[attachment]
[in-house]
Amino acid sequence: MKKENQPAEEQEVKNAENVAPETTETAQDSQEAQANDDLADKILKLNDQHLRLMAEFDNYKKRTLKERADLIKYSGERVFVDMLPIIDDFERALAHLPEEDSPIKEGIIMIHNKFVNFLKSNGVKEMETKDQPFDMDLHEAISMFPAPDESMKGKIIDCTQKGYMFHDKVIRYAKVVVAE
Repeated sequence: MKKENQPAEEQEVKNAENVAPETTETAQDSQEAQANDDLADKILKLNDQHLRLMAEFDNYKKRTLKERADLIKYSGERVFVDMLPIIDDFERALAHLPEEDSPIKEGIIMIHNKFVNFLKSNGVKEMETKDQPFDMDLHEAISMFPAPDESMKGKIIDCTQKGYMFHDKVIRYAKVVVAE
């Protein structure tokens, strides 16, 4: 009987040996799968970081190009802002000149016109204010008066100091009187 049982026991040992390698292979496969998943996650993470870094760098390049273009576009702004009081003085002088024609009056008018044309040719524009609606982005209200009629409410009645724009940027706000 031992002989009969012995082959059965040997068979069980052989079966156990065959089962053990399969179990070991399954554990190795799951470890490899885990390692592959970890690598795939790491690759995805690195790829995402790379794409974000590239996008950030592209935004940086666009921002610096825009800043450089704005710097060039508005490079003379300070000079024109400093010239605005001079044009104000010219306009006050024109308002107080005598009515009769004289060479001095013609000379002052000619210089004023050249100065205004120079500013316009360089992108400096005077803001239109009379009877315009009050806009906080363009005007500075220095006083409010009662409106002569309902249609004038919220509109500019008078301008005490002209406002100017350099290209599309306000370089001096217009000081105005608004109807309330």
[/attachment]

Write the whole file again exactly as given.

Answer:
[in-house]
Amino acid sequence: MKKENQPAEEQEVKNAENVAPETTETAQDSQEAQANDDLADKILKLNDQHLRLMAEFDNYKKRTLKERADLIKYSGERVFVDMLPIIDDFERALAHLPEEDSPIKEGIIMIHNKFVNFLKSNGVKEMETKDQPFDMDLHEAISMFPAPDESMKGKIIDCTQKGYMFHDKVIRYAKVVVAE
Repeated sequence: MKKENQPAEEQEVKNAENVAPETTETAQDSQEAQANDDLADKILKLNDQHLRLMAEFDNYKKRTLKERADLIKYSGERVFVDMLPIIDDFERALAHLPEEDSPIKEGIIMIHNKFVNFLKSNGVKEMETKDQPFDMDLHEAISMFPAPDESMKGKIIDCTQKGYMFHDKVIRYAKVVVAE
């Protein structure tokens, strides 16, 4: 009987040996799968970081190009802002000149016109204010008066100091009187 049982026991040992390698292979496969998943996650993470870094760098390049273009576009702004009081003085002088024609009056008018044309040719524009609606982005209200009629409410009645724009940027706000 031992002989009969012995082959059965040997068979069980052989079966156990065959089962053990399969179990070991399954554990190795799951470890490899885990390692592959970890690598795939790491690759995805690195790829995402790379794409974000590239996008950030592209935004940086666009921002610096825009800043450089704005710097060039508005490079003379300070000079024109400093010239605005001079044009104000010219306009006050024109308002107080005598009515009769004289060479001095013609000379002052000619210089004023050249100065205004120079500013316009360089992108400096005077803001239109009379009877315009009050806009906080363009005007500075220095006083409010009662409106002569309902249609004038919220509109500019008078301008005490002209406002100017350099290209599309306000370089001096217009000081105005608004109807309330």